Public service delivery in an era of governance : the case of water services in the city of Johannesburg.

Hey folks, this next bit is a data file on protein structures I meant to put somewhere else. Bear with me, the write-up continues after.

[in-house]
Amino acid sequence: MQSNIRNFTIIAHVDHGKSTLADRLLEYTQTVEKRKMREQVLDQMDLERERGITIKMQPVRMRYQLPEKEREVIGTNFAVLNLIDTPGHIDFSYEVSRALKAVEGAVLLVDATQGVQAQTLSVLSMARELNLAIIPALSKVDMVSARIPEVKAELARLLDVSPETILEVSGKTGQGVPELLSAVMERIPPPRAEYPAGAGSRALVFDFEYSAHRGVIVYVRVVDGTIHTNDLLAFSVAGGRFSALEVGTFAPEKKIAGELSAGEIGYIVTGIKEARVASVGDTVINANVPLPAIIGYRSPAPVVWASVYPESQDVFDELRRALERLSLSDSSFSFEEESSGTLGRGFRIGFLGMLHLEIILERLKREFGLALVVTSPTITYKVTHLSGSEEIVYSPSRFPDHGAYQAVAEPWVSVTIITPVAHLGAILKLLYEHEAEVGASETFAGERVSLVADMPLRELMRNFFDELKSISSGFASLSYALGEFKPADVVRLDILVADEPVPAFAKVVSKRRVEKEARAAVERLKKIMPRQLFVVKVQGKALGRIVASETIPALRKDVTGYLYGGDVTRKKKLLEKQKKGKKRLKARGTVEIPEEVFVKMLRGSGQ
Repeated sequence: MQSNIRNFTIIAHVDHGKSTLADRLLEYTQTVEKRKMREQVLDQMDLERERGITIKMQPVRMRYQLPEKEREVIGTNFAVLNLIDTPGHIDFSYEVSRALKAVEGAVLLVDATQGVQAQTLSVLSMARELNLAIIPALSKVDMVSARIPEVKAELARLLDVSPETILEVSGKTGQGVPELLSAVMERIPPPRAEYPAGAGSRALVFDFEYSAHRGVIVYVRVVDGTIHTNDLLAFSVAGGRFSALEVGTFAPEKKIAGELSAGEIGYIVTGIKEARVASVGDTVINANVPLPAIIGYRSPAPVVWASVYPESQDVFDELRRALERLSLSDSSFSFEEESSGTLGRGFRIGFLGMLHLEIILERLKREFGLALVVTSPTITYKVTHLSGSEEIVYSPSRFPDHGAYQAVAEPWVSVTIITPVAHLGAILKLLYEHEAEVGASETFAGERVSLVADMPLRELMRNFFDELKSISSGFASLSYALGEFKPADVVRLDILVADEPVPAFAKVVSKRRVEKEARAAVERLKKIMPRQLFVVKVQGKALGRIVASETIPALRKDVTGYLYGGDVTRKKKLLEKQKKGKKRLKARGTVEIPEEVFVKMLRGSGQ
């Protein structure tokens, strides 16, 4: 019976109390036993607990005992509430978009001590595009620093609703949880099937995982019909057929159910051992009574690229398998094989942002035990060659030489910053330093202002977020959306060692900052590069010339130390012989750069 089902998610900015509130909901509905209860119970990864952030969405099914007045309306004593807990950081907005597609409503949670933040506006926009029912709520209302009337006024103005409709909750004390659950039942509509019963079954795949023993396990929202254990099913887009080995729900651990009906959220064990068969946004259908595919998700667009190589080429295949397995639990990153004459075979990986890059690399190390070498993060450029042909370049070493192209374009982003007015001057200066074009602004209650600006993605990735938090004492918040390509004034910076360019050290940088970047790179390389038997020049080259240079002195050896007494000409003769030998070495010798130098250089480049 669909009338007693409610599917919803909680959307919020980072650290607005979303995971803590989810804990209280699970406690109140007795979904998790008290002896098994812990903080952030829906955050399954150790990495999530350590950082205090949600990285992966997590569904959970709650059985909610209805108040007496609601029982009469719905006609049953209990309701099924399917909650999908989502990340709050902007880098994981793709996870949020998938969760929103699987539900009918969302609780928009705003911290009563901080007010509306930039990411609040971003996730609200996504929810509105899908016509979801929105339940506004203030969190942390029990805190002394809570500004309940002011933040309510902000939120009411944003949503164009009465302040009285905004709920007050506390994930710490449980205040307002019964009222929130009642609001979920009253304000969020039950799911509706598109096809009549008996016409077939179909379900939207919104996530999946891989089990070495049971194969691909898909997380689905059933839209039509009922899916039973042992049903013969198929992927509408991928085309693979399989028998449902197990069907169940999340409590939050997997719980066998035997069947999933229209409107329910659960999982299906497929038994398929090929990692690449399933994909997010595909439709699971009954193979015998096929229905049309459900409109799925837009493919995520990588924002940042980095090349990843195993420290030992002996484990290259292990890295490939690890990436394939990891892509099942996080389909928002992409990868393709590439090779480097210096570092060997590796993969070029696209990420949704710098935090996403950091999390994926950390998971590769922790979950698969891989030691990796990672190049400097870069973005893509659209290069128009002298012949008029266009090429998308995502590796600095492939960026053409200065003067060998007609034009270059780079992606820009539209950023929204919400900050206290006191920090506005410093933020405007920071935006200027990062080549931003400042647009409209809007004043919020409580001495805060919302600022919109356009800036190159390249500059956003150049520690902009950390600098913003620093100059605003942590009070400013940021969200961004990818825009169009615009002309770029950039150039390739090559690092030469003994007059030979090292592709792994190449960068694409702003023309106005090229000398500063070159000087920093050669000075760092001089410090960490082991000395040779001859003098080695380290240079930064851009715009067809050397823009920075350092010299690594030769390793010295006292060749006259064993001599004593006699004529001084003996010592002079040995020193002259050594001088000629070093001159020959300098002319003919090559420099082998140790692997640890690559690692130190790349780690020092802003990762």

The primary question of this research report is: ‘Why has the current service delivery model not enabled the government to meet its social obligations?’ The South African government has a vision of establishing a democratic developmental state that would enable it to effectively address the social conditions of the masses of the people and realise economic progress for the poor. This study attempts to assess the service delivery process at the local government level to establish the factors that are contributing to the current service delivery model not enabling the government to meet its strategic intention. The analysis focuses on three key components that underpin an effective service delivery process, i.e. the governance framework, the spatial policy directives and the financial management process. In attempting to develop a response to this question, this study focuses on the water services delivery process from policy formation at national government level to service delivery in the City of Johannesburg from 2006. Research through in-depth interviews and documentation analysis was conducted at the Department of Water and Environment, City of Johannesburg and Johannesburg Water. The selection of water services from the range of public services is informed by the absolute necessity of water, as the failure of any individual or community to secure a regular supply of water will result in the loss of life. More specifically, the production and supply of food and energy are increasingly inter-linked, and both depend on a vulnerable resource: water. This immediate and universal need is the very reason why the withdrawal and denial of water services is also potentially the most explosive political issue today. The study is based on the view that a service delivery model that would enable the government to meet its social obligations must include the following components : the active participation of the working class and the marginalised sectors of society in the design, development and implementation process of service delivery; a governance framework that is based on the experiences and reality of those that are marginalised; that all projects and programmes are designed with the objective of reconfiguring the socio-spatial characteristics prevalent in the apartheid era and most importantly the goals and objectives of the service delivery process must be based on achieving social value. The framework of social value demands that people have equal rights and opportunities and that basic needs such as water, electricity, shelter, health facilities, and education must be available to all. Some of the key findings of the research have shown that the current service delivery model is not based on a holistic, integrated view of service needs within the municipality leading to a lack of understanding of communities’ service needs, increase in cost, disparate information and an inability to realise the benefits of economies of scale. The current performance management system is based on revenue generation and not the number of disconnections, health cost due to inaccessibility to clean water, environmental cost due to inefficient water treatment processes, etc. With regards to the current socio-spatial dynamics it has been found that the disparities in terms of access, quality and quantity are not too dissimilar from the racial demarcations characteristic of the apartheid era. A key focus of Johannesburg City has been the establishment of utility companies based on corporate governance and profitable balance sheets while the spatial distortions of apartheid and its current manifestations have been neglected. An analysis of the complex regulatory framework governing the micro projects implemented at the local government level, revealed that the current governance mechanisms has not achieve the intended economic development as envisaged by the national government within its policy framework. In fact the municipality is facing a financial crisis, compounded by an increase in unemployment and a decrease in the number of people accessing water services as a result of high tariffs. The key finding from the analysis of the financial management process has revealed that one of the main municipal revenue sources is from basic services such as water service delivery. To ensure that the required revenue is generated, municipal entities have been structured as corporations to enable them to sell services at a market related price and to ring fence the financial management process to assist with efficient billing and revenue management necessary for funding the local government bureaucracy. Finally, the research on the Lesotho Highlands Water Project confirmed that the agenda put forward by the World Bank and the World Water Council, significantly influences domestic policy formulation, specifically in terms of institutional arrangements for water service delivery, cost recovery and water resource management. The case of the LHWP bears testimony to the fact that these global institutions have a significant influence on corporatizing natural resources by developing mega projects for the financial benefit of transnational corporations